Wednesday, 5 June 2013

Befriending Families

I've written before about how migratory Americans and Canadians are (and always have been) compared to Europeans until very recently. We seem to have this feeling that we can just pick up and leave Chicago for New York or Toronto for Montreal, and everything will be fine. However, the older we get, the more difficult it is for many of us to make friends. Real friends, that is. Naturally we have colleagues at work, but those don't always turn into friends.  (The test is whether you still get together after you have left the job.)

The Poles, incidentally, have at least two words for friends, differentiating between best friends and everyone else. I admire their hard-headed ability to reserve przyjaciel (m.)/przyjaciólka (f.) for the few and apply kolega/koleżanka to the many. I would not be surprised if there were further gradations, e.g. kumpel/kumpelka. I bet there are further gradations in Germany, too. Central Europeans are simultaneously blunt and sentimental. How they survive social life in the UK, having to cope with the Anglo-Saxon conversational stream of polite nothings, is a question.

Anyway, most of the people we native English-speakers call our friends are really just our colleagues or our acquaintances, and there is nothing wrong with that. What is wrong is to take our friends, first class (przyjaciel/przyjacióka class), for granted, and to assume we can make new friends in a new town right away.

Since I migrated to Scotland, I have made two attempts to have a social life outside of my husband's circle of friends and acquaintances. There was my writing circle, in which virulent anti-Catholics unintentionally made me extremely uncomfortable, so I quit, and there is now my Polish class. Besides Polish class, I have church, writing, travel and occasional forays into the Edinburgh art scene. Thus, I feel a bit isolated. At least there are more under-50 women at church now. There were very few when I arrived.

My hometown friend Lily suggested that I go to a local Novus Ordo Mass to meet more women, but I am such a Usus Antiquor junkie, I really didn't think I could bear that. Also, Catholic women my age (39++) tend to have complete social circles already. Women who don't move from town to town settle in among their relations, their grade school friends, their high school friends or their university friends, get married or get a partner, and divide most of their time between their place of work and their home. Many have children who take almost all the emotional energy the women have to give. And happy the partnered woman who does not spend 7 out of 7 nights keeping her man company in front of the telly.

After some dithering and feeling sorry for myself, I decided that I would stay put and see who God sent, and every once in a while God sends the parish somebody new and disposed to find new friends.Thank heavens for coffee hour. Every parish should have coffee hour, so it doesn't have to dread one day hearing, "I was a stranger, and you didn't welcome Me."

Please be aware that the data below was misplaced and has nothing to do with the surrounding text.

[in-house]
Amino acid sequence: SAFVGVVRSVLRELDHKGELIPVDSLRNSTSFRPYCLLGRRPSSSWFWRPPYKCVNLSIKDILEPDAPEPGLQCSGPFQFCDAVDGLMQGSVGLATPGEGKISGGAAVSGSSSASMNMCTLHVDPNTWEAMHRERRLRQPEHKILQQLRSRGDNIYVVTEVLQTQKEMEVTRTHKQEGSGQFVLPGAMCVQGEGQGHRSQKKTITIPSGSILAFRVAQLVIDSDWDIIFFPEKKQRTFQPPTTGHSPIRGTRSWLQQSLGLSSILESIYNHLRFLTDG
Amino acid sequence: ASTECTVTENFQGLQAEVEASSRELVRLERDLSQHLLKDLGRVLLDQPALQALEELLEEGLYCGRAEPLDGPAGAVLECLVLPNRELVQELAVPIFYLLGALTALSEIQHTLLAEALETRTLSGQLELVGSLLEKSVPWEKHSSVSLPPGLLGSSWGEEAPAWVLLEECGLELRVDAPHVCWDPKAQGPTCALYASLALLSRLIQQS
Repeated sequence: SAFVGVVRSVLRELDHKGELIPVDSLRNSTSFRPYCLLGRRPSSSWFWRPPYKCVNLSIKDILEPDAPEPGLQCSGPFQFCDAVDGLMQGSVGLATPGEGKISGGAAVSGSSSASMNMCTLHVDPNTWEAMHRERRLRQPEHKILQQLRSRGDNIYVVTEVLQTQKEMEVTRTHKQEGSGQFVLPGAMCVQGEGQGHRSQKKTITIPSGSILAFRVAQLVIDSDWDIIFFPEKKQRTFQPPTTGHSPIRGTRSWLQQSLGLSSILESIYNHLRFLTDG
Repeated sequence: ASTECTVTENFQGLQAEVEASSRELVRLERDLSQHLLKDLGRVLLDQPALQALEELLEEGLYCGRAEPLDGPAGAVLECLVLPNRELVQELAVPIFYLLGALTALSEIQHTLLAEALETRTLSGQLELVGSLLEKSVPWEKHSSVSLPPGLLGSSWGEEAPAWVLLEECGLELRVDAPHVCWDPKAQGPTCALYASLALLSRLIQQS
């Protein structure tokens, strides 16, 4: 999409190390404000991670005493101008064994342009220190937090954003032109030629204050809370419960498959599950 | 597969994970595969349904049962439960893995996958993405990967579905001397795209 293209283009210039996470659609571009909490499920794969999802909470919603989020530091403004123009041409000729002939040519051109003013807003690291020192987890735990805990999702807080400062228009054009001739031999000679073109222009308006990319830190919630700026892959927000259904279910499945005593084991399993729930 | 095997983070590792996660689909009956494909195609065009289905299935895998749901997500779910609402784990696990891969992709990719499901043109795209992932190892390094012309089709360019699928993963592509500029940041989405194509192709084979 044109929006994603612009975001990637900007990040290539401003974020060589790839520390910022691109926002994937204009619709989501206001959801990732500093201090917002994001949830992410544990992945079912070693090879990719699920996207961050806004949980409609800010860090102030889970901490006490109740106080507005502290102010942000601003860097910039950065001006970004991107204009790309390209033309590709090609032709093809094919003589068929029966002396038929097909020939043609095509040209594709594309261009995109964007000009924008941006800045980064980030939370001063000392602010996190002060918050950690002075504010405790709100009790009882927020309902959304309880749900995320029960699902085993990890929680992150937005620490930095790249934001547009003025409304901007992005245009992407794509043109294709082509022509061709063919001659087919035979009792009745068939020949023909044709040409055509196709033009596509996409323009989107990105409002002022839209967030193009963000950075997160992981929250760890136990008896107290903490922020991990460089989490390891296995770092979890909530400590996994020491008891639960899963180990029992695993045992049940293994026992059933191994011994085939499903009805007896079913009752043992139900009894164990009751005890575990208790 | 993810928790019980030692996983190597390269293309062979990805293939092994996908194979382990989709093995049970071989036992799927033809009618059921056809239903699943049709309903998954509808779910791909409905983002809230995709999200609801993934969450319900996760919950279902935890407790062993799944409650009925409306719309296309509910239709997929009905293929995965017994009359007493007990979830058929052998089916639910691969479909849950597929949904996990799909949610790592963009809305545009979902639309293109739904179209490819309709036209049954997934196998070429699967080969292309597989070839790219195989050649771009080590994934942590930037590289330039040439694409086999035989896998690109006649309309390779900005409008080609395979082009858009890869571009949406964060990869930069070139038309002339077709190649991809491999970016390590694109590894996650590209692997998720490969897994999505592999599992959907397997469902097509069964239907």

And those six paragraphs lead to my advice to the Single woman who wants to befriend families: give up your dream of meeting families and accept the friends God sees fit to send you. The truth is, I cannot imagine why a busy family with small children would go out of their way to befriend complete strangers, unless the parents of the family were unusually gregarious souls. Couples with children are emotionally stretched, sometimes to the breaking point, and if a mother of babies has any time to herself, she wants it for herself, or for girl-time with old friends.

I could be wrong, of course. But I honestly don't think a married woman with kids is going to bond with a new single woman just because the single woman seems to like her kids. There has to be something else to bond over. If the married woman is a keen tennis-player, and the new single woman is also a keen tennis-player, then that would be something, especially if the married woman has been stuck for some time for someone with whom to play tennis. However, only in chatting with a married woman can Single you find out if you have such interests in common, so by all means strike up conversations with married women with children after Mass or wherever else.

Birds of a feather flock together. With one hometown exception, my friends with children were my friends before they had their children. I have babysat for only two young families because only two young families here know me well enough to ask. Most of the people I socialize with are childless, like me. Most of them are Single. Most were not born in Edinburgh. We share the same interests and the same basic lifestyle. Orphaned by geography, I turn to two older friends for motherly advice, and childless by accident, I mother younger friends when called upon to do so. And maybe sometimes when not. And if sometimes I feel isolated and lonely, that's the price most migrants pay for migration.


Anonymous said...